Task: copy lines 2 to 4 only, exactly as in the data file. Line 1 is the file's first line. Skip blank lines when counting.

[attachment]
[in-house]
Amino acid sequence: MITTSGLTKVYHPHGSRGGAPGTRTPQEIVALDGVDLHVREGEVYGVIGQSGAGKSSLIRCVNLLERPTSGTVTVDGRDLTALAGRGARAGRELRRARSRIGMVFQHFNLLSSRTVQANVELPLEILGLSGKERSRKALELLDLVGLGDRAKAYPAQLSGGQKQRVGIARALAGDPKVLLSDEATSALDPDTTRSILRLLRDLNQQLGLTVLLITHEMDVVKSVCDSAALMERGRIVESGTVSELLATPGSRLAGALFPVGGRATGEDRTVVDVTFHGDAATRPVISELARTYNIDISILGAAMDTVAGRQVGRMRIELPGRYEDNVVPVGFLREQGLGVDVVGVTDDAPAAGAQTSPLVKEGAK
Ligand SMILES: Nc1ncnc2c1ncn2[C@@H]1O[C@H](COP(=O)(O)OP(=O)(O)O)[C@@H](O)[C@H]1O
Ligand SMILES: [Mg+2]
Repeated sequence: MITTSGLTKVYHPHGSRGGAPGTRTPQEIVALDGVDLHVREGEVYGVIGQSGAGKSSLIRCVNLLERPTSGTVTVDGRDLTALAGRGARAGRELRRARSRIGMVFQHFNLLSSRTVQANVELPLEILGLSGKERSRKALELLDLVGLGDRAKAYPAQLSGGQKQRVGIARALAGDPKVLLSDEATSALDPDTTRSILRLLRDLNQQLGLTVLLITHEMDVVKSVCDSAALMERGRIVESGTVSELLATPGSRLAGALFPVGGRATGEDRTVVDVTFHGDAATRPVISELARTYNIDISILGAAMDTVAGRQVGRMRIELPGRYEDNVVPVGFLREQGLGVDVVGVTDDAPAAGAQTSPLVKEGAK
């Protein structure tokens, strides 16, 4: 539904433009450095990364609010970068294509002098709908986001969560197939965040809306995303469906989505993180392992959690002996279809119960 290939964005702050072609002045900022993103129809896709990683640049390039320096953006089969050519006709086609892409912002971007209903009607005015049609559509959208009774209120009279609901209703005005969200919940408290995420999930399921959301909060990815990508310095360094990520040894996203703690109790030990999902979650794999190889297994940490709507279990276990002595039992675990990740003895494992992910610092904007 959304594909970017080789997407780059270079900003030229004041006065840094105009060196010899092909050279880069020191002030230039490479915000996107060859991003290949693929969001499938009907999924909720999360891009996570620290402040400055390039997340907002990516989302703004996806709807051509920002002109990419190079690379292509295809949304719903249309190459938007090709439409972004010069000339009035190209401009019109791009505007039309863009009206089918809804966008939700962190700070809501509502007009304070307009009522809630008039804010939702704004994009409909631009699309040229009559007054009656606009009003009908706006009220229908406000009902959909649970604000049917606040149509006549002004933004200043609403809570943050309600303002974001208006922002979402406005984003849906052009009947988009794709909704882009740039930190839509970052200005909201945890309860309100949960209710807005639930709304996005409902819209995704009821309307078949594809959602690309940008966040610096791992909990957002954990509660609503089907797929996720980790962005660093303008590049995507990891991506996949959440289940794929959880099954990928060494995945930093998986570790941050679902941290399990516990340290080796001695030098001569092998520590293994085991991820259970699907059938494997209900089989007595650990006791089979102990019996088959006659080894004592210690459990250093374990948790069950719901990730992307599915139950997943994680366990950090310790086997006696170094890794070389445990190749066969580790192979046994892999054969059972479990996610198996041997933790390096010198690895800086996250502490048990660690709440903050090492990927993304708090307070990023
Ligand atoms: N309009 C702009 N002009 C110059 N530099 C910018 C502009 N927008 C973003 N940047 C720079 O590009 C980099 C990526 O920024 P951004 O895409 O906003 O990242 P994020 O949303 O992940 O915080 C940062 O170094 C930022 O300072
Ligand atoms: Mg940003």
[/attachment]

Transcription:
Amino acid sequence: MITTSGLTKVYHPHGSRGGAPGTRTPQEIVALDGVDLHVREGEVYGVIGQSGAGKSSLIRCVNLLERPTSGTVTVDGRDLTALAGRGARAGRELRRARSRIGMVFQHFNLLSSRTVQANVELPLEILGLSGKERSRKALELLDLVGLGDRAKAYPAQLSGGQKQRVGIARALAGDPKVLLSDEATSALDPDTTRSILRLLRDLNQQLGLTVLLITHEMDVVKSVCDSAALMERGRIVESGTVSELLATPGSRLAGALFPVGGRATGEDRTVVDVTFHGDAATRPVISELARTYNIDISILGAAMDTVAGRQVGRMRIELPGRYEDNVVPVGFLREQGLGVDVVGVTDDAPAAGAQTSPLVKEGAK
Ligand SMILES: Nc1ncnc2c1ncn2[C@@H]1O[C@H](COP(=O)(O)OP(=O)(O)O)[C@@H](O)[C@H]1O
Ligand SMILES: [Mg+2]